Is there a such thing as free choice?

Free choice is correlated to privilege. Some people are afforded more choice than others; however, everyone is constrained in some way by social and cultural norms or stereotypes and prejudices.

One example of this is demonstrated in the documentary, The Business of Being Born. The women who were followed in this documentary were predominantly white, middle class, and well-educated. These privileged statuses helped make it possible for these women to get access skilled midwives, have home births, and good prenatal care. This access provided them with the opportunity to choose between giving birth in a hospital or giving birth at home.

Women of lower socioeconomic classes, less educated women, or minority women (save for one or two) were not represented in this film. These women generally do not have access to the same resources as upper class women due to their financial constraints, the areas in which they live, work schedules that may not allow them to seek out alternative birthing methods, and/or lack of information and means to seek information about alternative birthing methods. These constraints leave lower class, minority, and poorly educated women with fewer choices when it comes to how they can give birth.

This argument is not to say that all people with any privilege have absolute agency over their lives. Continuing with the examples provided in the documentary, once in the hospital, most women (regardless of their social status) become subject to numerous medical interventions that they often did not initially desire. Additionally, there are numerous social expectations placed on these women as new mothers that act as obstacles to their ability to have free choice in how they raise their children. Though privilege often enables people to have more free choice, most people are inhibited in some way.

The Business of Being Born created by Ricki Lake and Abby Epstein.

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2 Responses to Is there a such thing as free choice?

  1. jsmoots says:

    I also noticed that the documentary mainly followed the lives of white, middle class, well-educated women and their partners. I do agree that there is certain degree of privilege maintained by people who have achieved such a stature and who have the knowledge, experience, and access to information to make informed decisions on birthing processes. I think that it is also important, especially when discussing class and its impact on the birthing process, to recognize that low income women are often on Medicaid, or worse, have no health insurance at all. If the big name health insurance companies are hesitant to consider alternative birthing methods, even when it is more cost efficient, the government will probably be even more inflexible when it comes to covering any alternative birthing processes. While midwives are much cheaper, low income women who don’t have any sort health insurance will more than likely abstain from using either method due to a lack of monetary support. How do we offer a level of freedom to those without privilege of race, class, or education? Following along those lines, how do get their voices heard?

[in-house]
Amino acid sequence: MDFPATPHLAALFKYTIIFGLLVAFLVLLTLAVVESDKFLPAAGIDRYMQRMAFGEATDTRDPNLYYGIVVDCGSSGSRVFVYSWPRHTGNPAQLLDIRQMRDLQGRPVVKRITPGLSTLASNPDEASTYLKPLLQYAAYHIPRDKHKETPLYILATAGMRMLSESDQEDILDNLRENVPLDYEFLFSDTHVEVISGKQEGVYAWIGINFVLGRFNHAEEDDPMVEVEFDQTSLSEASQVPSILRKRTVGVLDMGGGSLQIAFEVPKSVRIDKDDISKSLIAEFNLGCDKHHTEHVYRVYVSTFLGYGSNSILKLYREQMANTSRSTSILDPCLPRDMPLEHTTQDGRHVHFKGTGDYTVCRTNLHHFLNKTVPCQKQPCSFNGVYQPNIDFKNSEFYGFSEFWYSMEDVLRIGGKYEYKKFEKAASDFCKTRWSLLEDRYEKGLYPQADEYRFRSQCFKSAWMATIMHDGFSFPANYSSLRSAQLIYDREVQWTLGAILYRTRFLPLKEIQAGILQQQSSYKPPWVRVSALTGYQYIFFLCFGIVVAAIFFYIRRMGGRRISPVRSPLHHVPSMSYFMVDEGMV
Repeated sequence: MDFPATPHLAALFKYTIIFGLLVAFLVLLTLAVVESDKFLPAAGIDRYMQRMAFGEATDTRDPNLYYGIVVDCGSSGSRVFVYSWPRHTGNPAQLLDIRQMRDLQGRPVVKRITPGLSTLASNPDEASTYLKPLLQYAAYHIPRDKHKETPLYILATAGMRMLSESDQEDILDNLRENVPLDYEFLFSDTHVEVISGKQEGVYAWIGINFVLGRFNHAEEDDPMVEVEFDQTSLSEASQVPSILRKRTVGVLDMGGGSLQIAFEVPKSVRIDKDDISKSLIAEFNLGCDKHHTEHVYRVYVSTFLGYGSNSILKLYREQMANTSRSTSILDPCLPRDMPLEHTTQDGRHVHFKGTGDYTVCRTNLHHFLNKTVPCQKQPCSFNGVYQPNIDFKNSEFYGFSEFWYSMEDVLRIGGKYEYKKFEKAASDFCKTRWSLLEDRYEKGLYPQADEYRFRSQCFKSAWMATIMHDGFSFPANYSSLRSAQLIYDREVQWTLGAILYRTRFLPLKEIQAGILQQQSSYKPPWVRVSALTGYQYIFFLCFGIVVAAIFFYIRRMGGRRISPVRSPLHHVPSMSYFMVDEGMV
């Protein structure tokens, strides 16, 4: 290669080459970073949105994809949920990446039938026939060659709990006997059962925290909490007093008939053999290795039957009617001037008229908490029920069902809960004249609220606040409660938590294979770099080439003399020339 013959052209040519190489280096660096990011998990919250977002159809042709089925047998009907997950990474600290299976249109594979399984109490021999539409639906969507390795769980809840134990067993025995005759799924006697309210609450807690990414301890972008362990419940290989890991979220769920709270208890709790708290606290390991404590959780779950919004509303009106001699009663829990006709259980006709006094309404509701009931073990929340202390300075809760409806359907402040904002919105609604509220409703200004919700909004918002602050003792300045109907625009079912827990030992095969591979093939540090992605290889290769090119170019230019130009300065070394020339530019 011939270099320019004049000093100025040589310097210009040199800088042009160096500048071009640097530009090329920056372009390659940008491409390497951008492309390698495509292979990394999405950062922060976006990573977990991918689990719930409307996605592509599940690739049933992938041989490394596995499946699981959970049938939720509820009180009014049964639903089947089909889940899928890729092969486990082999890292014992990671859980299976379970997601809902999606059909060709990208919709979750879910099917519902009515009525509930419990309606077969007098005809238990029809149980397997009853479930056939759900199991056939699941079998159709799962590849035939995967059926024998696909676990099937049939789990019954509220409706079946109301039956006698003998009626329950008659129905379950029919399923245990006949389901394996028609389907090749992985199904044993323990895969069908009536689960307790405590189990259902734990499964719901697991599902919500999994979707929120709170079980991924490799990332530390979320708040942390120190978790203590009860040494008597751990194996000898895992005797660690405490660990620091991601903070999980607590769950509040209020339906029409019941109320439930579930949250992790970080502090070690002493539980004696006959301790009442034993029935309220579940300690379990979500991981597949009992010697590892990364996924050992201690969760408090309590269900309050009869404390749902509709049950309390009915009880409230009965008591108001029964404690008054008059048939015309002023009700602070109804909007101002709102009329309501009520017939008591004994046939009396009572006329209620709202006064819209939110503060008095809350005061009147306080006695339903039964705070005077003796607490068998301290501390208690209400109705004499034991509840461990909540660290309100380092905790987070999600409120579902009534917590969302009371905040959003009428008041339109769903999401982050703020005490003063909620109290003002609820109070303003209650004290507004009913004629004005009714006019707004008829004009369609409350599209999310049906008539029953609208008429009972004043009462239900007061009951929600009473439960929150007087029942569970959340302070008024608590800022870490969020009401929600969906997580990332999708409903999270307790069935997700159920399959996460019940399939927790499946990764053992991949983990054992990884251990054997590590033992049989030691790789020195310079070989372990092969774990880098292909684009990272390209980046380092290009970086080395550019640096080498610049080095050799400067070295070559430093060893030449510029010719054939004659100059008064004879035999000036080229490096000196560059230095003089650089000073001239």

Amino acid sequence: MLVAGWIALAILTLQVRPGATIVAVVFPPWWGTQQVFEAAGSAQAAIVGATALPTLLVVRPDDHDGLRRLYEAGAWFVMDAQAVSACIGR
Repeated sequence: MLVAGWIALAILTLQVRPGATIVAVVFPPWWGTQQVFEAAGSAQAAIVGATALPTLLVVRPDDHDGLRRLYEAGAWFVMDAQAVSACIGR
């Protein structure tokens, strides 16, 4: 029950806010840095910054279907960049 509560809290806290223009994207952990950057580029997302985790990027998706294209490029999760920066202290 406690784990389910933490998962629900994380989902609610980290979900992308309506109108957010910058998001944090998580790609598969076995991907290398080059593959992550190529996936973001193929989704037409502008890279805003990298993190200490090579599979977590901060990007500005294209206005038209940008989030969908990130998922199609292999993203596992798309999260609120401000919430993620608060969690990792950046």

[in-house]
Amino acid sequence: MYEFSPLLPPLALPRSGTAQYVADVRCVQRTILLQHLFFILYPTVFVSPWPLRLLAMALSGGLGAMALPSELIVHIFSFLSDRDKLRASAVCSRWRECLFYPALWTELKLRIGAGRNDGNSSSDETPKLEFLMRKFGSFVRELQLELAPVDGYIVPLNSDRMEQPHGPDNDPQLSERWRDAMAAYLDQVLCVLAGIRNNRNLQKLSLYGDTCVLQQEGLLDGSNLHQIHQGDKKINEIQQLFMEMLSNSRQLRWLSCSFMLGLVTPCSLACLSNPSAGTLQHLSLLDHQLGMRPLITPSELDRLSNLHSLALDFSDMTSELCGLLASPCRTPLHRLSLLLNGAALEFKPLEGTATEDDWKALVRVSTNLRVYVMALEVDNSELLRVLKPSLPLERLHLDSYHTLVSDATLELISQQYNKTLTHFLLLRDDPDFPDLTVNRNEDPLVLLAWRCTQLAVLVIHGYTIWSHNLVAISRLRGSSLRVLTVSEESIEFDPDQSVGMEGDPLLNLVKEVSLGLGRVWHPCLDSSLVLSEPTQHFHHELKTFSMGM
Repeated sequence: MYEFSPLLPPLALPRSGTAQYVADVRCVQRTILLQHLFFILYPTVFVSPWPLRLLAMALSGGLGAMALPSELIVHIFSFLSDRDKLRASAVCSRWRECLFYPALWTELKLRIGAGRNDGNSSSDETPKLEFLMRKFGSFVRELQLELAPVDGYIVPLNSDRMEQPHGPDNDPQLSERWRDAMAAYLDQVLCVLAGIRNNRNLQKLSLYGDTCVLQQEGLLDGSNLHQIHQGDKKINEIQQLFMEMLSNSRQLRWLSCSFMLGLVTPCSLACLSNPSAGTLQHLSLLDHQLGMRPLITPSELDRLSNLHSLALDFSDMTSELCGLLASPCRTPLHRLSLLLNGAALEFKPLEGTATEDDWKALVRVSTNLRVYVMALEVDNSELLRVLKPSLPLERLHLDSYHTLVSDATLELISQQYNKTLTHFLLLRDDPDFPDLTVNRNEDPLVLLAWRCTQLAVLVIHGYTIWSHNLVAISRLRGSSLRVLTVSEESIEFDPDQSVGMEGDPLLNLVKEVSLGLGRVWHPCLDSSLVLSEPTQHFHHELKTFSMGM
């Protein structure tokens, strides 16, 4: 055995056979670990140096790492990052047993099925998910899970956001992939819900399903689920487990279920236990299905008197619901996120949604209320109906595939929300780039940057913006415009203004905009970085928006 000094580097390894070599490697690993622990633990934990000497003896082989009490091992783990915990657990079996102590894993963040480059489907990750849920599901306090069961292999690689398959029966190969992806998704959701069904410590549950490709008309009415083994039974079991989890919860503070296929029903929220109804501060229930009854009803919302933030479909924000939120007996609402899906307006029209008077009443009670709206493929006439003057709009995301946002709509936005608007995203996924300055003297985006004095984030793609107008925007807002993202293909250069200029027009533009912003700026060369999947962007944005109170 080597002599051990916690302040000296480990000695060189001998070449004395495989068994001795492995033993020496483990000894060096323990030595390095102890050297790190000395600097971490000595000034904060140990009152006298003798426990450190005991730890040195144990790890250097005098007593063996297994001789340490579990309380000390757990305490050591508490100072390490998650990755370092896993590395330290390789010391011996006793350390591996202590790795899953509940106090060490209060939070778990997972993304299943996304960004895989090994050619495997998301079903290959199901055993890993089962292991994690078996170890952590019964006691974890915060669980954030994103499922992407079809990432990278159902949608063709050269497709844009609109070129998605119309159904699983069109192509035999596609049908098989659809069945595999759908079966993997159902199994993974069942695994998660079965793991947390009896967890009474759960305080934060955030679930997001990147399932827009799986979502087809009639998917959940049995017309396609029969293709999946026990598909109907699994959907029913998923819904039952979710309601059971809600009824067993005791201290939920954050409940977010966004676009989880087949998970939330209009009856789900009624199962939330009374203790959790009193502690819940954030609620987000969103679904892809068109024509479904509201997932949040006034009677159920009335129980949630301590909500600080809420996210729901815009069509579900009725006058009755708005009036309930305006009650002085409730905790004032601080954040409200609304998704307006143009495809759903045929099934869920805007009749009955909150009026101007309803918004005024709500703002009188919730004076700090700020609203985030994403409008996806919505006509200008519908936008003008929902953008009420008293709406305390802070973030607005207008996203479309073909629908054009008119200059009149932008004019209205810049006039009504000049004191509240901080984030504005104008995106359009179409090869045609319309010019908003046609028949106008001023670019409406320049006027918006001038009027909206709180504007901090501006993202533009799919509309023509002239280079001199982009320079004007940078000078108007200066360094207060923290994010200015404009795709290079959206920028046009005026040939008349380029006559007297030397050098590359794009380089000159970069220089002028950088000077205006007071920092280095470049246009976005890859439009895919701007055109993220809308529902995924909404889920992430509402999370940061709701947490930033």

2. You make an interesting point when you said that free choice is correlated to privilege. I did notice that in the documentary there were predominantly white parents that chose to have midwives however, I think it is unfair to make the assumption that they were middle class or even well educated. Of course, couples that chose to have a midwife at home instead of a birth at a hospital would have to be educated and well informed about all the procedures but does not necessarily mean that they received a high education. I actually think that if you come from a very low economic background, you are less likely to go to the hospital to birth your child because just the birth alone of the baby is about three times as expensive as having a skilled midwife including the prenatal and postnatal care. I do agree however, that there may be no midwives in low socioeconomic neighborhoods or places where a pregnant woman can be cared for leading these people to have less opportunities.

    Also, there was a woman of color in the film. I want to point out that in all, there were not that many women at all and this could be due to the fact that it was difficult to find people that would consent to having their live birth videotaped.

    Lastly, I want to point out that I don’t think it is women of low economic class that have less free choice because they do not have as much privilege, it think it is actually that they have less opportunities. Any person has the freedom to do whatever they please, however, they may have to go to some extremes (i.e. selling their belongings, working multiple jobs, etc.) in order to choose certain things.

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